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- The Little Hunchback Zia - 2/4 -
great soothsayer and reader of the stars'"]
that the old woman had spoken falsely when she had said that evil spirits looked forth hideously from his eyes. People often said that they were beautiful, and gave him money because something in his gaze drew them near to him. But this was not all. At times there were those who spoke under their breath to one another of some wonder of light in them, some strange luminousness which was not earthly.
"He surely sees that which we cannot. Perhaps when he is a man he will be a great soothsayer and reader of the stars," he heard a woman whisper to a companion one day.
Those who were evil were afraid to meet his gaze, and hated it as old Judith did, though, as he was not their servant, they dared not strike him when he lifted his soft, heavy eyelids.
But Zia could not understand what people meant when they whispered about him or turned away fiercely. A weight was lifted from his soul when he realized that he was not as revolting as he had believed. And when people spoke kindly to him he began to know something like happiness for the first time in his life. He brought home so much in his alms-bag that the old woman ceased to beat him and gave him more liberty. He was allowed to go out at night and sleep under the stars. At such times he used to lie and look up at the jeweled myriads until he felt himself drawn upward and floating nearer and nearer to that unknown something which he felt also in the high blueness of the day.
When he first began to feel as if some mysterious ailment was creeping upon him he kept himself out of Judith's way as much as possible. He dared not tell her that sometimes he could scarcely crawl from one place to another. A miserable fevered weakness became his secret. As the old woman took no notice of him except when he brought back his day's earnings, it was easy to evade her. One morning, however, she fixed her eyes on him suddenly and keenly.
"Why art thou so white?" she said, and caught him by the arm, whirling him toward the light. "Art thou ailing?"
"No! no!" cried Zia.
She held him still for a few seconds, still staring.
"Thou art too white," she said. "I will have no such whiteness. It is the whiteness of--of an accursed thing. Get thee gone!"
He went away, feeling cold and shaken. He knew he was white. One or two almsgivers had spoken of it, and had looked at him a little fearfully. He himself could see that the flesh of his thin body was becoming an unearthly color. Now and then he had shuddered as he looked at it because--because--There was one curse so horrible beyond all others that the strongest man would have quailed in his dread of its drawing near him. And he was a child, a twelve-year-old boy, a helpless little hunchback mendicant.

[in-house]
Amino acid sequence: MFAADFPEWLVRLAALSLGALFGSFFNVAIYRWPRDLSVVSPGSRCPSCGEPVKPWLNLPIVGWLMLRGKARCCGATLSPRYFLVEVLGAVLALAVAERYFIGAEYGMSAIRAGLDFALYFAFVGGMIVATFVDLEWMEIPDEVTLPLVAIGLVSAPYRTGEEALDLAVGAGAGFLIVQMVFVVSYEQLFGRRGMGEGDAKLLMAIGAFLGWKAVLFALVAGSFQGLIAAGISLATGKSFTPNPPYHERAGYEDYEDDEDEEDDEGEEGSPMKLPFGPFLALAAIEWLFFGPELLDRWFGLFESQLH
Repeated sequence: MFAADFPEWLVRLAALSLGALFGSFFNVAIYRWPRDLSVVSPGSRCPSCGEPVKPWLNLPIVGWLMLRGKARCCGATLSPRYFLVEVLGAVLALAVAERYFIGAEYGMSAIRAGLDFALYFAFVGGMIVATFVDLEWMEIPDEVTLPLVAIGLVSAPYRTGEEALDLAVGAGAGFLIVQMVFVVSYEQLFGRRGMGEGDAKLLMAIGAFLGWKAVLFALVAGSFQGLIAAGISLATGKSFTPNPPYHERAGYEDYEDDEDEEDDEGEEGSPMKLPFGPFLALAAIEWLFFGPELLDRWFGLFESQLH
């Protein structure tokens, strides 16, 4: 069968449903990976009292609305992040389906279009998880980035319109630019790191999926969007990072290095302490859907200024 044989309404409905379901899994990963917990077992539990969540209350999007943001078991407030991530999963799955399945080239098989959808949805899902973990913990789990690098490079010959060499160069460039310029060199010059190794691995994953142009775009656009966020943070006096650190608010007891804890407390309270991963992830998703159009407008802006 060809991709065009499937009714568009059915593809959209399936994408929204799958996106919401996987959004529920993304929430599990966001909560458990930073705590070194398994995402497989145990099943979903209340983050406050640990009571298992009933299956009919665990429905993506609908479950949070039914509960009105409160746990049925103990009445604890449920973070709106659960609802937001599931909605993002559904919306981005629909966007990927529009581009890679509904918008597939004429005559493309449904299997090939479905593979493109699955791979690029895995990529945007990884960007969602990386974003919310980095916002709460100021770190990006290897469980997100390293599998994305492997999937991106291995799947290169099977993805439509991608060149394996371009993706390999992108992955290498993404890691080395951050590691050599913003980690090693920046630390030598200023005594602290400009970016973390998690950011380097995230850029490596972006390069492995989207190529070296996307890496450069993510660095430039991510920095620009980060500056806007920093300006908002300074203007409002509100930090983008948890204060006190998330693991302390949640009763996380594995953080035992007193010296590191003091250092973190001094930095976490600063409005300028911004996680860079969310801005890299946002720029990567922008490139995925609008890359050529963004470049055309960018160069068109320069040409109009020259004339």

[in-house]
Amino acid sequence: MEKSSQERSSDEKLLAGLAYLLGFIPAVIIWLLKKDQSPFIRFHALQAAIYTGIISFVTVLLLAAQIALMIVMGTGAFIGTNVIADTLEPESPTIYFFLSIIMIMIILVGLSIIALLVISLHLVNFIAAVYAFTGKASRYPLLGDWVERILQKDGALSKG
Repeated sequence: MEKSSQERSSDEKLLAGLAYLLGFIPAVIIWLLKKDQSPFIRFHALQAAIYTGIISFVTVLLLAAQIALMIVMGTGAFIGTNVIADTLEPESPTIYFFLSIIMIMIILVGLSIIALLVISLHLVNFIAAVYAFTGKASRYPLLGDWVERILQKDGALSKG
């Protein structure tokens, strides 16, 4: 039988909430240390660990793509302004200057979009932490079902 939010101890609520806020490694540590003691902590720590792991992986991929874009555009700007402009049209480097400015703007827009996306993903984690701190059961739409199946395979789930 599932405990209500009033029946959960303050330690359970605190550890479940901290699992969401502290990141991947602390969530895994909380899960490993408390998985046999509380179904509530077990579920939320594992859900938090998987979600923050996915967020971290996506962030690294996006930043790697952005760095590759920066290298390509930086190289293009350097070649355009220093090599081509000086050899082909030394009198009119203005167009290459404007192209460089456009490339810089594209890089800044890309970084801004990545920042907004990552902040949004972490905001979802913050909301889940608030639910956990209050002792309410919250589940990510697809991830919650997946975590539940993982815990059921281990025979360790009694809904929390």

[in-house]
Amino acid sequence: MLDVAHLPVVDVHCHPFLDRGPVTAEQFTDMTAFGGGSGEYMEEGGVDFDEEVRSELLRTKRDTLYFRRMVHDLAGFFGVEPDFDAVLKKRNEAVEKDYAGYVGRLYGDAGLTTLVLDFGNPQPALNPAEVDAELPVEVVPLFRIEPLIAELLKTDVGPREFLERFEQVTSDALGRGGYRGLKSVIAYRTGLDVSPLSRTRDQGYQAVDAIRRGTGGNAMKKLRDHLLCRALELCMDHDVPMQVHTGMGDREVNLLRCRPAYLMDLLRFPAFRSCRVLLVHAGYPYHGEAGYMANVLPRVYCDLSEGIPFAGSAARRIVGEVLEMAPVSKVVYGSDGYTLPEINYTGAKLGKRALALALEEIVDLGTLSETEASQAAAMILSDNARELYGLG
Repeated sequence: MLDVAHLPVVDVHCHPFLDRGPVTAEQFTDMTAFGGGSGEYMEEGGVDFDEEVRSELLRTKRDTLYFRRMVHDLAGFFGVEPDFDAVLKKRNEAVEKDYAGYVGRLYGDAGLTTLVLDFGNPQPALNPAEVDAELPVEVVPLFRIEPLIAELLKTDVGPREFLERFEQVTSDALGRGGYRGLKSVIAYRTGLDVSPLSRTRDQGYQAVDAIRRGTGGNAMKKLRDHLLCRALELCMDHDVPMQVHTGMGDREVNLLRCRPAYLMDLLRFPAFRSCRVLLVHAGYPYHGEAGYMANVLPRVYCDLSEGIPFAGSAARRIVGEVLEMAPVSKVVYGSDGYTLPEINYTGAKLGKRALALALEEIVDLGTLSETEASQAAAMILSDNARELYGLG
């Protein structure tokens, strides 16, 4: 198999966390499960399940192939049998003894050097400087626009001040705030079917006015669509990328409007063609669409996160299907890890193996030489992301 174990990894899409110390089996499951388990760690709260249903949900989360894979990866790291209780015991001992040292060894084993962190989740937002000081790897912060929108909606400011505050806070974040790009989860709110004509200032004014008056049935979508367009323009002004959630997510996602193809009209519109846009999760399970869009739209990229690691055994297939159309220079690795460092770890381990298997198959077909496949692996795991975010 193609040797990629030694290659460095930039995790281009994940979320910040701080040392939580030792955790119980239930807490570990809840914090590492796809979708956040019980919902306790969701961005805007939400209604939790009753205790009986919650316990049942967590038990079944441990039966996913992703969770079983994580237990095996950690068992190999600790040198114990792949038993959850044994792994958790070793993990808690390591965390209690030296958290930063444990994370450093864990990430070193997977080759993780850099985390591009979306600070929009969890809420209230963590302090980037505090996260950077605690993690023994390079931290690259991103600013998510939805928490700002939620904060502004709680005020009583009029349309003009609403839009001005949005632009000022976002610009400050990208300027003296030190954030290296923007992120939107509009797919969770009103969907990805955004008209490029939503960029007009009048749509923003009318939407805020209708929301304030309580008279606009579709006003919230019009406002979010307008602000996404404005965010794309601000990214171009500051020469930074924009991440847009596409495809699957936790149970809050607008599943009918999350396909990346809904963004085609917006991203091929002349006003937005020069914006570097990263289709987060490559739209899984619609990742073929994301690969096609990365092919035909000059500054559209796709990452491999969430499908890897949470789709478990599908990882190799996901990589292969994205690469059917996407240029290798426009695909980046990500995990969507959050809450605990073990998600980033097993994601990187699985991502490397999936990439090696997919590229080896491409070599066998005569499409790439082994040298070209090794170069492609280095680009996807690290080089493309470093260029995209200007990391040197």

When he saw the first white-and-red spot upon his flesh he stood still and stared at it, gasping, and the sweat started out upon him and rolled down in great drops.
"Jehovah!" he whispered, "God of Israel! Thy servant is but a child!"
But there broke out upon him other spots, and every time he found a new one his flesh quaked, and he could not help looking at it in secret again and again. Every time he looked it was because he hoped it might have faded away. But no spot faded away, and the skin on the palms of his hands began to be rough and cracked and to show spots also.
In a cave on a hillside near the road where he sat and begged there lived a deathly being who, with face swathed in linen and with bandaged stumps of limbs, hobbled forth now and then, and came down to beg also, but always keeping at a distance from all human creatures, and, as he approached the pitiful, rattled loudly his wooden clappers, wailing out: "Unclean! Unclean!"
It was the leper Berias, whose hopeless tale of awful days was almost done. Zia himself had sometimes limped up the hillside and laid some of his own poor food upon a stone near his cave so that he might find it. One day he had also taken a branch of almond-blossom in full flower, and had laid it by the food. And when he had gone away and stood at some distance watching to see the poor ghost come forth to take what he had given, he had seen him first clutch at the blossoming branch and fall upon his face, holding it to his breast, a white, bound, shapeless thing, sobbing, and uttering hoarse, croaking, unhuman cries. No almsgiver but Zia had ever dreamed of bringing a flower to him who was forever cut off from all bloom and loveliness.
It was this white, shuddering creature that Zia remembered with the sick chill of horror when he saw the spots.
"Unclean! Unclean!" he heard the cracked voice cry to the sound of the wooden clappers. "Unclean! Unclean!"
Judith was standing at the door of her hovel one morning when Zia was going forth for the day. He had fearfully been aware that for days she had been watching him as he had never known her to watch him before. This morning she had followed him to the door, and had held him there a few moments in the light with some harsh speech, keeping her eyes fixed on him the while.